THE centre-Sindh spat refuses to ebb away.

It has now been more than nine weeks since the first Covid-19 patient was diagnosed, but Pakistan is still struggling to find a national direction in its fight against the virus.

The reason, unfortunately, is rather clear: politics has trumped prudence.

The Sindh government was the fastest in its response to the deadly virus, and this triggered a strange political dynamic whereby the PTI leadership started looking at the threat through a partisan lens.

For its part, the PPP government in Sindh became even more aggressive in its efforts, buoyed no doubt by the welcome praise it started to garner from the media and public at large.

By March, the concept of lockdown had become a divisive issue whereas it needed to be dealt with purely as a public health strategy requiring coordination between the centre and all the provinces.

Since then, it was been downhill in terms of Pakistan’s effort against the scourge of the coronavirus.

The result has been a needless controversy that has soiled the national atmosphere at a time when what we really needed was solidarity and cohesion.

Every day brings forth a new slanging match between ministers of the PTI and PPP, with mutual accusations flying back and forth and diluting focus on the real threat.

Both governments admit this acrimony isn’t serving anyone’s purpose and yet such is the zero-sum nature of our politics that no one can knock heads together and make them see sense.

The downward spiral appears unstoppable.

The cost of this avoidable bickering is a steep one.

Confused messaging on the lockdown — mainly because the federal and Sindh governments disagreed on the need for it — has led to a weakened impact of the lockdown itself.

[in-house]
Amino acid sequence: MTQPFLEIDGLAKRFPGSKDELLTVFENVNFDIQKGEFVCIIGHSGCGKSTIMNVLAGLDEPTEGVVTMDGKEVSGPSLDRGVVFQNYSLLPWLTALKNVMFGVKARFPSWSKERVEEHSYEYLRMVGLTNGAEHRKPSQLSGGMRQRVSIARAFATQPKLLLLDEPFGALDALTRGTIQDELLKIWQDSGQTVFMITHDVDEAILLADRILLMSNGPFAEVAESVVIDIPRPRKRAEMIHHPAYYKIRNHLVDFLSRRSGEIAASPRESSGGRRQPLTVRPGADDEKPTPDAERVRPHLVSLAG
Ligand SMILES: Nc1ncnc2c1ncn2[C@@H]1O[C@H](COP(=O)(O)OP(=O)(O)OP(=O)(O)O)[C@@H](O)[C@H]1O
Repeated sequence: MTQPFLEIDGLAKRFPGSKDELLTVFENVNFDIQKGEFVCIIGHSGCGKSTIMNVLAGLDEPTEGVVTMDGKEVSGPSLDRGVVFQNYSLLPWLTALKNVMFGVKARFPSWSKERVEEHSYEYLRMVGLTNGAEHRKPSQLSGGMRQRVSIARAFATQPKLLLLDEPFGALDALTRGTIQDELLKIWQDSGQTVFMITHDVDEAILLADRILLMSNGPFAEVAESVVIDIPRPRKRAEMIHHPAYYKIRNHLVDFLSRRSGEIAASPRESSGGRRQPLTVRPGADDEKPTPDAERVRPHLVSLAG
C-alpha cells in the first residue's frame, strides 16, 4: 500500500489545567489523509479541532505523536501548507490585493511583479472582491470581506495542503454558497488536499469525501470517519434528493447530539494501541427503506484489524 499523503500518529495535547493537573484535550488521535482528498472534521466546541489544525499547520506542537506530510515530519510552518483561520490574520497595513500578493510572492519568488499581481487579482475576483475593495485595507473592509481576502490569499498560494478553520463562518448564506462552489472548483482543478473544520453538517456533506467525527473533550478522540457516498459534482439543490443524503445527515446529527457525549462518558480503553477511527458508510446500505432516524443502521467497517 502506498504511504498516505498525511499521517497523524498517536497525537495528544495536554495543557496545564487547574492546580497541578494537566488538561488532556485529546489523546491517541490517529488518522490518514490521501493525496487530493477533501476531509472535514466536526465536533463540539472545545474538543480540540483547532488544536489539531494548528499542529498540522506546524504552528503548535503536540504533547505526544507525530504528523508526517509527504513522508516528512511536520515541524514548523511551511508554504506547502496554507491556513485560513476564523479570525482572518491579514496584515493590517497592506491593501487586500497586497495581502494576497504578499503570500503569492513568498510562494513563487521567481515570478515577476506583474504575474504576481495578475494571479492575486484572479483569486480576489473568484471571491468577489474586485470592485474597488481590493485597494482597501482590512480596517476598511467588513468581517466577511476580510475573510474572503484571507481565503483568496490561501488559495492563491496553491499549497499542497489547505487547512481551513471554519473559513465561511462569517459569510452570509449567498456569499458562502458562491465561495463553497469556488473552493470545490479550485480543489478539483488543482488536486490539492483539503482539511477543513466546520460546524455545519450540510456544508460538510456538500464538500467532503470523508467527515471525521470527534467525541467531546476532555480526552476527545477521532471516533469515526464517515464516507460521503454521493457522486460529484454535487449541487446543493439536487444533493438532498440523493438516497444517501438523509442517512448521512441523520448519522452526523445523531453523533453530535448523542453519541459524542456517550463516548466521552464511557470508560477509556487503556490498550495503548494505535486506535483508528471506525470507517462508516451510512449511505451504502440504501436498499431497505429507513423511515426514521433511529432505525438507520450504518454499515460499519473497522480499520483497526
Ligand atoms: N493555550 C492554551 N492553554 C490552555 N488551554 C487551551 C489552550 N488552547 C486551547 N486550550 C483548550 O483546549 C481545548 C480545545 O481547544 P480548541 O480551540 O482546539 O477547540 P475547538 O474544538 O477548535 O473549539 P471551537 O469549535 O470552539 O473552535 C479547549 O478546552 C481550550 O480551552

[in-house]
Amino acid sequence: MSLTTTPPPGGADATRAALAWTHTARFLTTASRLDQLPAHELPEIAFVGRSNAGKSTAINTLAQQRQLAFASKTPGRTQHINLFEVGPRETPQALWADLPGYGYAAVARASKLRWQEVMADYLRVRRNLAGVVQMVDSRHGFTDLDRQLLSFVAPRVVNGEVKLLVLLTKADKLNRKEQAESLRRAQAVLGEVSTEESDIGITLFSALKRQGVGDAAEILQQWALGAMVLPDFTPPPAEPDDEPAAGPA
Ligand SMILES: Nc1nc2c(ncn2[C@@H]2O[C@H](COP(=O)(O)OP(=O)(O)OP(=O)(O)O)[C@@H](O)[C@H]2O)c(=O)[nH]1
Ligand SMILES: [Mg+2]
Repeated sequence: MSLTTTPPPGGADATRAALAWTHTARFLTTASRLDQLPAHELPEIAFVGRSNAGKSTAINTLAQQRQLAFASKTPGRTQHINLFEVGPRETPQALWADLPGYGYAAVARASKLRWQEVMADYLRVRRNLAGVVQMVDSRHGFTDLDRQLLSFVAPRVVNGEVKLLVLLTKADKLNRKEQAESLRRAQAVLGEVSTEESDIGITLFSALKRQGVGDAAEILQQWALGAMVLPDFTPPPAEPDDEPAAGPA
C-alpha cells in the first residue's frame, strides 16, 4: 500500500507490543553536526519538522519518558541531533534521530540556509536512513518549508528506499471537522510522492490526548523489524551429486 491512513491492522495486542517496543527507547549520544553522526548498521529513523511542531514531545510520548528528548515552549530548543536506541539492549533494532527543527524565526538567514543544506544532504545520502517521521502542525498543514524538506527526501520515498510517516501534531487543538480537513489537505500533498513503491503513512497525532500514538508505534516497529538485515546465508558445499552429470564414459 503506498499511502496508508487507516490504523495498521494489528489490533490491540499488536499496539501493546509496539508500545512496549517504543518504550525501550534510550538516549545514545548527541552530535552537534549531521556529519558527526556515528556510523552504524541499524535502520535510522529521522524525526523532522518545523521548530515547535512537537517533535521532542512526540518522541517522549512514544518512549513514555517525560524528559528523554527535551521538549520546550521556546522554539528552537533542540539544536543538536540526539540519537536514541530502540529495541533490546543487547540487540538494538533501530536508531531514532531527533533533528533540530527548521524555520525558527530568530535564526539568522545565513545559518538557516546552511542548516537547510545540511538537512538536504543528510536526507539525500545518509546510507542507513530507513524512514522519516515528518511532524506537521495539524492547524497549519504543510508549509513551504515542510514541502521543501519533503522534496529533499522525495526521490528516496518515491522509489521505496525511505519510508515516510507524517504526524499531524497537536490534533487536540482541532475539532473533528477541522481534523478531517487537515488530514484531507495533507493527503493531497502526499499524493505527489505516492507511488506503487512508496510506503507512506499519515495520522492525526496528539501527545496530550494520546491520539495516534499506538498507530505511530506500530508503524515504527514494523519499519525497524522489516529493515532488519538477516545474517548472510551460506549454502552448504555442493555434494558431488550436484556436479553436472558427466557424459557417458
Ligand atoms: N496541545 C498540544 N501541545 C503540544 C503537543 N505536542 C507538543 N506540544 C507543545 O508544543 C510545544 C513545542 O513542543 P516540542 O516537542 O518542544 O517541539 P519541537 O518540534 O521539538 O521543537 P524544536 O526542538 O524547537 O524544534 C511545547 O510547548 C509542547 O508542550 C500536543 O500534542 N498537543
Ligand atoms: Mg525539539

The endless quarrel on whether a lockdown is good or bad led to many stakeholders and lobbies jumping into the debate for their vested interests, thereby further complicating matters and sowing the seeds of doubt in people’s minds.

Worse, this debate became a PTI vs PPP binary whereas it should have been all about the impact on suppressing the spread of the infection.

Yet no lessons seem to have been learnt.

This bitter partisan wrangling at the time of a national crisis is now infecting other areas of governance.

The threat of a locust attack and our response to it is also falling victim to such wrangling.

It is very unfortunate that the top leadership of the parties is unable to put a stop to this bitter duelling and close ranks against a common threat.

As we enter a crucial phase in the struggle against the virus, it is still not too late for Islamabad and Sindh to rise above their partisan interests and form a united front against Covid-19.

The stakes could not be higher.

Published in Dawn, May 6th, 2020

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